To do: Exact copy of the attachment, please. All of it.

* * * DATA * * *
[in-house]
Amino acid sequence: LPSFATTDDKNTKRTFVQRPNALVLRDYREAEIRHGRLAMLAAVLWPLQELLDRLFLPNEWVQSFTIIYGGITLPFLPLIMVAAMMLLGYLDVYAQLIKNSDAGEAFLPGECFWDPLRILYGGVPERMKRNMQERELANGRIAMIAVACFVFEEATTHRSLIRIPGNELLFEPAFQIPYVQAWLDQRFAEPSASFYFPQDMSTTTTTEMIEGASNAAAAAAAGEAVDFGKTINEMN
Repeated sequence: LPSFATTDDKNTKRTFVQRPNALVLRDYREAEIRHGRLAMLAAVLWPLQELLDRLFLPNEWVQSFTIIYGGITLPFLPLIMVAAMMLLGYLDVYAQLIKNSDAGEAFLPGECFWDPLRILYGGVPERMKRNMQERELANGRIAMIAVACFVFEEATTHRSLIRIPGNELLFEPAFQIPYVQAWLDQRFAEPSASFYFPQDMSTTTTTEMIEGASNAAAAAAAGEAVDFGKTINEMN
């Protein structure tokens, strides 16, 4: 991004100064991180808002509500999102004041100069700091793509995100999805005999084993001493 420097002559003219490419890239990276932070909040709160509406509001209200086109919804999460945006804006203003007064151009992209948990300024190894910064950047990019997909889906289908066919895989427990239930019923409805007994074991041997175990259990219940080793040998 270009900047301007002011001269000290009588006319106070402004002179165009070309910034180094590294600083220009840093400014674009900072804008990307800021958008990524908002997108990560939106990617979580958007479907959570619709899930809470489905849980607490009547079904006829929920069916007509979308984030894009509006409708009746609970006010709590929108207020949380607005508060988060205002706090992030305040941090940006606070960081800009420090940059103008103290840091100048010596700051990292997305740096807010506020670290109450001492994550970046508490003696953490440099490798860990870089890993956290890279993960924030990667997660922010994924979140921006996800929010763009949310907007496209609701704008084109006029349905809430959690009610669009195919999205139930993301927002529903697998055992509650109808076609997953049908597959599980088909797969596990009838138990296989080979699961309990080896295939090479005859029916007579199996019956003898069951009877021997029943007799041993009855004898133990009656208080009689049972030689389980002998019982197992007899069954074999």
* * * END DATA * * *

[in-house]
Amino acid sequence: LPSFATTDDKNTKRTFVQRPNALVLRDYREAEIRHGRLAMLAAVLWPLQELLDRLFLPNEWVQSFTIIYGGITLPFLPLIMVAAMMLLGYLDVYAQLIKNSDAGEAFLPGECFWDPLRILYGGVPERMKRNMQERELANGRIAMIAVACFVFEEATTHRSLIRIPGNELLFEPAFQIPYVQAWLDQRFAEPSASFYFPQDMSTTTTTEMIEGASNAAAAAAAGEAVDFGKTINEMN
Repeated sequence: LPSFATTDDKNTKRTFVQRPNALVLRDYREAEIRHGRLAMLAAVLWPLQELLDRLFLPNEWVQSFTIIYGGITLPFLPLIMVAAMMLLGYLDVYAQLIKNSDAGEAFLPGECFWDPLRILYGGVPERMKRNMQERELANGRIAMIAVACFVFEEATTHRSLIRIPGNELLFEPAFQIPYVQAWLDQRFAEPSASFYFPQDMSTTTTTEMIEGASNAAAAAAAGEAVDFGKTINEMN
């Protein structure tokens, strides 16, 4: 991004100064991180808002509500999102004041100069700091793509995100999805005999084993001493 420097002559003219490419890239990276932070909040709160509406509001209200086109919804999460945006804006203003007064151009992209948990300024190894910064950047990019997909889906289908066919895989427990239930019923409805007994074991041997175990259990219940080793040998 270009900047301007002011001269000290009588006319106070402004002179165009070309910034180094590294600083220009840093400014674009900072804008990307800021958008990524908002997108990560939106990617979580958007479907959570619709899930809470489905849980607490009547079904006829929920069916007509979308984030894009509006409708009746609970006010709590929108207020949380607005508060988060205002706090992030305040941090940006606070960081800009420090940059103008103290840091100048010596700051990292997305740096807010506020670290109450001492994550970046508490003696953490440099490798860990870089890993956290890279993960924030990667997660922010994924979140921006996800929010763009949310907007496209609701704008084109006029349905809430959690009610669009195919999205139930993301927002529903697998055992509650109808076609997953049908597959599980088909797969596990009838138990296989080979699961309990080896295939090479005859029916007579199996019956003898069951009877021997029943007799041993009855004898133990009656208080009689049972030689389980002998019982197992007899069954074999």